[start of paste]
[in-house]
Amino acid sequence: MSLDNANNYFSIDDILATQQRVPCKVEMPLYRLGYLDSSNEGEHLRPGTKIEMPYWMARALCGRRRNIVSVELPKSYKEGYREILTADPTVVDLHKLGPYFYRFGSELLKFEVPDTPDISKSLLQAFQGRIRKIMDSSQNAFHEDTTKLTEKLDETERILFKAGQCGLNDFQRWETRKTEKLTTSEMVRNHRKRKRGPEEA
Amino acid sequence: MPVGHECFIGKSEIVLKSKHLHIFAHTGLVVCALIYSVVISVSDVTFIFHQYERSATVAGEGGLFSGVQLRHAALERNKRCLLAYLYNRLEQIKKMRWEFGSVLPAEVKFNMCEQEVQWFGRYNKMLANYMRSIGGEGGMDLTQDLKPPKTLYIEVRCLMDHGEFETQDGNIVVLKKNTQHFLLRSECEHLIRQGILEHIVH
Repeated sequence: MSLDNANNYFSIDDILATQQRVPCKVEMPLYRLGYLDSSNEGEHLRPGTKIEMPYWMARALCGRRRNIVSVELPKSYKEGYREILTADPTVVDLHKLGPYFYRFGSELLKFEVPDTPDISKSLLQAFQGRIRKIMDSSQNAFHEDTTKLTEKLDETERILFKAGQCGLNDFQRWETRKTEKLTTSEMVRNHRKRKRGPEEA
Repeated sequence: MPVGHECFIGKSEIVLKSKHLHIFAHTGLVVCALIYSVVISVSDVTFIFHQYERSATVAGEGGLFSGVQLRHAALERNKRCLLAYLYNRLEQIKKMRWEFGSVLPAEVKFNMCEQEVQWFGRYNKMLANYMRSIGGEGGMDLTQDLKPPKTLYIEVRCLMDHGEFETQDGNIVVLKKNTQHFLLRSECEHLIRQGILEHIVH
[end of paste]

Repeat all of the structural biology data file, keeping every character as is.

[in-house]
Amino acid sequence: MSLDNANNYFSIDDILATQQRVPCKVEMPLYRLGYLDSSNEGEHLRPGTKIEMPYWMARALCGRRRNIVSVELPKSYKEGYREILTADPTVVDLHKLGPYFYRFGSELLKFEVPDTPDISKSLLQAFQGRIRKIMDSSQNAFHEDTTKLTEKLDETERILFKAGQCGLNDFQRWETRKTEKLTTSEMVRNHRKRKRGPEEA
Amino acid sequence: MPVGHECFIGKSEIVLKSKHLHIFAHTGLVVCALIYSVVISVSDVTFIFHQYERSATVAGEGGLFSGVQLRHAALERNKRCLLAYLYNRLEQIKKMRWEFGSVLPAEVKFNMCEQEVQWFGRYNKMLANYMRSIGGEGGMDLTQDLKPPKTLYIEVRCLMDHGEFETQDGNIVVLKKNTQHFLLRSECEHLIRQGILEHIVH
Repeated sequence: MSLDNANNYFSIDDILATQQRVPCKVEMPLYRLGYLDSSNEGEHLRPGTKIEMPYWMARALCGRRRNIVSVELPKSYKEGYREILTADPTVVDLHKLGPYFYRFGSELLKFEVPDTPDISKSLLQAFQGRIRKIMDSSQNAFHEDTTKLTEKLDETERILFKAGQCGLNDFQRWETRKTEKLTTSEMVRNHRKRKRGPEEA
Repeated sequence: MPVGHECFIGKSEIVLKSKHLHIFAHTGLVVCALIYSVVISVSDVTFIFHQYERSATVAGEGGLFSGVQLRHAALERNKRCLLAYLYNRLEQIKKMRWEFGSVLPAEVKFNMCEQEVQWFGRYNKMLANYMRSIGGEGGMDLTQDLKPPKTLYIEVRCLMDHGEFETQDGNIVVLKKNTQHFLLRSECEHLIRQGILEHIVH